Zimmerman Telegram Significance
Why was the Zimmerman Note significant to WWI?
The Zimmermann Telegram, or Note, was significant to the history of World War I because it forced United States President Woodrow Wilson to reverse his initial position on American involvement in the European conflict and commit the United States to the war against Germany.
Named for German Foreign Minister Arthur Zimmermann, from whose ministry the telegram was dispatched, the message was directed to Germany's ambassador to Mexico, Heinrich von Eckhardt. The substance of the message (the decoded and translated text of which is available at the link provided below) was the proposition of an alliance between Germany and Mexico for the purpose of destabilizing the United States and, consequently, preventing American attention from being able to focus on the conflict raging across the Atlantic. Mexico, according to the Germans, would receive territory lost to the United States in exchange for its declaration of war against its northern neighbor. In addition, the telegram suggested that Germany's practice of carrying out unrestricted submarine warfare against "enemy" shipping--in effect, the commercial as well as military maritime transport of England, France, and other German adversaries--would resume following an earlier cessation.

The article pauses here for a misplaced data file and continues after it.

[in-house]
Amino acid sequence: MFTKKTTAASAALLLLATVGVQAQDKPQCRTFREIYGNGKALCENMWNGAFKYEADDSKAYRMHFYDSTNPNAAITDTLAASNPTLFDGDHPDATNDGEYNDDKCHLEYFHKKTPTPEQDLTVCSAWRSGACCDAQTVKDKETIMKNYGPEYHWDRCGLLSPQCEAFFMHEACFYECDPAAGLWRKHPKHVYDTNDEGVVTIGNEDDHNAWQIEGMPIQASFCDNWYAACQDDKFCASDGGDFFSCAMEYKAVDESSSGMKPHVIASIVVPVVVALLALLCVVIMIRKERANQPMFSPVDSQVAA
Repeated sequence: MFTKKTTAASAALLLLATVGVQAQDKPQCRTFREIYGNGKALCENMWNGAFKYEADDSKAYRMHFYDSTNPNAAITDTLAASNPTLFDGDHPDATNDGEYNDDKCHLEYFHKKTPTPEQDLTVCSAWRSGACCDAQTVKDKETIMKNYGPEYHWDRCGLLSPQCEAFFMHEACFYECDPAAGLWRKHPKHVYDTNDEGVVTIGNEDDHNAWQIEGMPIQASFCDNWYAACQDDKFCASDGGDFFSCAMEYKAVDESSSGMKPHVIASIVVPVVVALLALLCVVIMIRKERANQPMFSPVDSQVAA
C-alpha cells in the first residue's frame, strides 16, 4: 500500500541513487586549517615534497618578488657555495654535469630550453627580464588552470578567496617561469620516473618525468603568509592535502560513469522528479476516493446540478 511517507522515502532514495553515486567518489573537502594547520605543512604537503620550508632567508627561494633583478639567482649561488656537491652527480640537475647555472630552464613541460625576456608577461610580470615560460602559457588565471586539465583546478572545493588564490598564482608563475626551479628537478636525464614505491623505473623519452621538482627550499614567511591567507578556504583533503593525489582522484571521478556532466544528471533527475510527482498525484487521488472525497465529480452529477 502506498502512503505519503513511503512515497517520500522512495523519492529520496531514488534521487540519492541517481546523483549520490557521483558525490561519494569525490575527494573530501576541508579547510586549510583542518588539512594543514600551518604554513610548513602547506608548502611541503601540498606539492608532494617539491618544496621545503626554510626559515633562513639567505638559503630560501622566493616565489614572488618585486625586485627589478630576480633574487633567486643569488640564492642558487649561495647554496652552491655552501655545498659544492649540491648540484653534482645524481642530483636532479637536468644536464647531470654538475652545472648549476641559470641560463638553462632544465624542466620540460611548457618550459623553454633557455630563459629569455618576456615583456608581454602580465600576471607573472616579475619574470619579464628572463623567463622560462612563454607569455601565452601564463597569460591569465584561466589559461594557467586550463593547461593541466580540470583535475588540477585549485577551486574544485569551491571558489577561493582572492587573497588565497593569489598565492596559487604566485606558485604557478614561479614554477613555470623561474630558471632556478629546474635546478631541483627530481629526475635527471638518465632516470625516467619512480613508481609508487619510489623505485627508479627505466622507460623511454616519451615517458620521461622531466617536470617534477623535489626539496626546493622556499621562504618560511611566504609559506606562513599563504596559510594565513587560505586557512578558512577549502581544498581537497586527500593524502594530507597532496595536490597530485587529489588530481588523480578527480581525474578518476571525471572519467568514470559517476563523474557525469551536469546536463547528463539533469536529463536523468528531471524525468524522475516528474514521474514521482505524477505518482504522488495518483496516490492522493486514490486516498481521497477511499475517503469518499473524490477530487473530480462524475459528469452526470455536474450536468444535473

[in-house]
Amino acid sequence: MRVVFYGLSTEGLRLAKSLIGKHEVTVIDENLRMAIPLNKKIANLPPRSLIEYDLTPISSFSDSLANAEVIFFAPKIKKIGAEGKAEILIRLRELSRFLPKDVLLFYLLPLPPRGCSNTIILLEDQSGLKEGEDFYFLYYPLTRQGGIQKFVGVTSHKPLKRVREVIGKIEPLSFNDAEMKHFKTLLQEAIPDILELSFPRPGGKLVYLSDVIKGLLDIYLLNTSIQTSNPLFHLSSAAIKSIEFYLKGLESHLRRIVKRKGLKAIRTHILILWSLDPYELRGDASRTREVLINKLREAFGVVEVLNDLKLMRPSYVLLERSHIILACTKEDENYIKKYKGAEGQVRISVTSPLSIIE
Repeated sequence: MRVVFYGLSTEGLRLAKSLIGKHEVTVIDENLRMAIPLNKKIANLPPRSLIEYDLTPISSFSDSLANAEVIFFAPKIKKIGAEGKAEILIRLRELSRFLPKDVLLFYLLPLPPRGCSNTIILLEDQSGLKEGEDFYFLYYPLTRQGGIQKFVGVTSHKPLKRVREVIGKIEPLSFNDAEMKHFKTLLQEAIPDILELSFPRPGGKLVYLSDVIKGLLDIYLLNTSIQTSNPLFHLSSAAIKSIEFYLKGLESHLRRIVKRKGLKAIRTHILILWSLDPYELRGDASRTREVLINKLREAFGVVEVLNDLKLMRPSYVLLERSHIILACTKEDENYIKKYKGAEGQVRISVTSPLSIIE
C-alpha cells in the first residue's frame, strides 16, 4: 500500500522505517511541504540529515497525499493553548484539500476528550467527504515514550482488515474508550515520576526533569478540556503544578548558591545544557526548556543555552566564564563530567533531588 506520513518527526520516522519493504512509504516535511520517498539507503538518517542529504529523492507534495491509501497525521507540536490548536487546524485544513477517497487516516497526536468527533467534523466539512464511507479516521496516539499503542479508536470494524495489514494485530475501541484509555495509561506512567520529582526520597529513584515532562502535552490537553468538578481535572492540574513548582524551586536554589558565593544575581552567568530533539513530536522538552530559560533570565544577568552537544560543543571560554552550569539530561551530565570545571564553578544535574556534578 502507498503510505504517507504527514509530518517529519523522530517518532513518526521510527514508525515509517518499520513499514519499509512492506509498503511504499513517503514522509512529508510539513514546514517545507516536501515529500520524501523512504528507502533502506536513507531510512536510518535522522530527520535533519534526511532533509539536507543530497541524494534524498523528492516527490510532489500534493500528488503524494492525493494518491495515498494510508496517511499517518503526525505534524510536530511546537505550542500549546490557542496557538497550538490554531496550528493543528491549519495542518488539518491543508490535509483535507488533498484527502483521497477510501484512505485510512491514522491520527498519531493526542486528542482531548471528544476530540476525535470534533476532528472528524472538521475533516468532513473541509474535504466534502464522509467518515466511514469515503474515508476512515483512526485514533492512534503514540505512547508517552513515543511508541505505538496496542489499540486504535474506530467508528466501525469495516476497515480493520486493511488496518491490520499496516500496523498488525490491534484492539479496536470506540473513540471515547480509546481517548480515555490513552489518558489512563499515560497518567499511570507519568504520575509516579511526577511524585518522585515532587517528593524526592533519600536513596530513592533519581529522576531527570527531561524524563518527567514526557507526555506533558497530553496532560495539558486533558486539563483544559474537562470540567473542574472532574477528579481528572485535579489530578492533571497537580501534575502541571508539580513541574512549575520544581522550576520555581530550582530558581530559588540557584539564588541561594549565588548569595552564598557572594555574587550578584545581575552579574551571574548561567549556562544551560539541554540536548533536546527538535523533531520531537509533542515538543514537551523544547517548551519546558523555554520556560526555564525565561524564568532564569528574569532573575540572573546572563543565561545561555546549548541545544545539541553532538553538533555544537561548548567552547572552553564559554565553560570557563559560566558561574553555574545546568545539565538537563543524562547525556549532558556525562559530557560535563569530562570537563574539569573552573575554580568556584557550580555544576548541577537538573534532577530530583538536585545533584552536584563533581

The Zimmermann Telegram was brought to President Wilson's attention by the British Government, whose intelligence service had intercepted the transmission and decoded it. Britain, a major combatant in the war, had a very real stake in encouraging American involvement in the conflict on its side, and President Wilson's reaction to it served that purpose.
The Zimmermann Note, or telegram, was sent by German Foreign Minister Arthur Zimmermann in 1917. He had sent it to his ambassador in Mexico and the goal was to get Mexico to become an ally of Germany. He offered a great deal of financial support along with Texas, Arizona, and New Mexico if they won the war. The note also encouraged Mexico to gain Japan as an ally as well.
President Wilson received the note and it was released to the the United States public and they were outraged. Mexico and Japan denied any involvement with Germany. The United States declared war soon after.
The Zimmermann Note (it has two "ns" at the end -- I never realized that until I taught a German exchange student) was a major factor in getting the US to enter WWI.
This note was sent from Germany to Mexico. It proposed to have Mexico enter the war against the US, on the side of Germany. It said that Germany would, after it won the war, give the Southwestern US back to Mexico.
This helped get the US into the war by inflaming US public opinion. When the note was leaked (the British had intercepted it) it mad Americans quite angry.